Estate Planning is a complicated subject. The terminology can make it confusing and creates many misconceptions. These are the top 6 mistakes we see:

Not recognizing your own mortality

Creating a Trust or a Will is something that most people recognize that they need to do. However, a large portion of the population procrastinates and says, “I’ll get to it later”, but later often doesn’t come.

Not choosing the correct plan

It’s important to meet with an estate planning attorney so that you know you are getting a plan that will properly protect you, your family and your assets. While people often think of a Will as the core Estate Planning document, a Trust may better for you depending on your assets. In other cases, we see individuals create a Trust or a Will, but don’t create ancillary documents like a Power of Attorney or Health Care Directive. This can cause serious issues if you become incapacitated and don’t have a declared agent to handle your affairs.

Creating an Estate Plan without a Plan B

When creating a plan, you really want to think about all the what-ifs. You should have contingency plans for your successor trustee, agents and beneficiaries. If the individuals you have initial chosen are unavailable and there are no back-ups the court ultimately will need to become involved.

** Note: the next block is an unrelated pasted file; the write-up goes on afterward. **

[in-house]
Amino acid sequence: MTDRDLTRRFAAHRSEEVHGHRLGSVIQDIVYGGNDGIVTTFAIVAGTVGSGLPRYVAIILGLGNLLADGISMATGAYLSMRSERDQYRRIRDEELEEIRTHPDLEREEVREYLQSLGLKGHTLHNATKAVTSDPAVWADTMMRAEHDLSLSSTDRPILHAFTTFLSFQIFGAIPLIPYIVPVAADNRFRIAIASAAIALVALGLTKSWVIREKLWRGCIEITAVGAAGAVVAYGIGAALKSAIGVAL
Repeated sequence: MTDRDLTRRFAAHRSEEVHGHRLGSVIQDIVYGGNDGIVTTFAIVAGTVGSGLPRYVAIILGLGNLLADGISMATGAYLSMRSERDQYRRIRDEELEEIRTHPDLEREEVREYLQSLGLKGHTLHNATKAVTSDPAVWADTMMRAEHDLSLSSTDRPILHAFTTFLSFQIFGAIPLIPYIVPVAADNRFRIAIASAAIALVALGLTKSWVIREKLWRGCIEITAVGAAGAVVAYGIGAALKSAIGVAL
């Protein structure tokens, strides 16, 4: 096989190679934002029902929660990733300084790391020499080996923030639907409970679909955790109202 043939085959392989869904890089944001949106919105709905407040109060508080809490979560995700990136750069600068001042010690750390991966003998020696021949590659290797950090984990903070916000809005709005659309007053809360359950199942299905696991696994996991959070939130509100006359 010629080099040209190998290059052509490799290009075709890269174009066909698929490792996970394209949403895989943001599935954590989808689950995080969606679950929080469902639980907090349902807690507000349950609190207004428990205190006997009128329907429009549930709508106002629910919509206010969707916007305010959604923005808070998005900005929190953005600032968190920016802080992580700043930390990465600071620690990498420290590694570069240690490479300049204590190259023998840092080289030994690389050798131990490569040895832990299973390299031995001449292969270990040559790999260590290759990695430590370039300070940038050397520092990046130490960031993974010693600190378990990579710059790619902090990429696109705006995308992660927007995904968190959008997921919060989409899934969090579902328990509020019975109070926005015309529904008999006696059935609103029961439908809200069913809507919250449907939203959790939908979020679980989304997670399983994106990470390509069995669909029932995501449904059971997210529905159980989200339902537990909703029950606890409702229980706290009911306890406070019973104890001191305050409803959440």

Leaving beneficiaries with an outright distribution

If you have beneficiaries that are underage, not good with finances, on government entitlements, married or with creditors leaving them a lump sum of money may not be what is best for them. By leaving assets in trust you can still leave an inheritance with the comfort of knowing that these assets will not be squandered.

Not funding your trust

A Trust is like a treasure chest, once you’ve created the trust all of your assets need to be placed into this chest. Without changing title to your assets they will have to go through Probate when you pass and be funneled into your trust before they can be distributed to your beneficiaries.

Neglecting your plan

There is a common belief that, once you’ve created a plan, you’re done and can put it away until you need it. This is false: your plan should be reviewed and updated regularly so you can ensure it will still carry out your wishes. Your plan may be affected by a variety of changes over the years, whether within your family, your assets, or the laws themselves. If you have taken the time to create a plan, be sure to maintain it.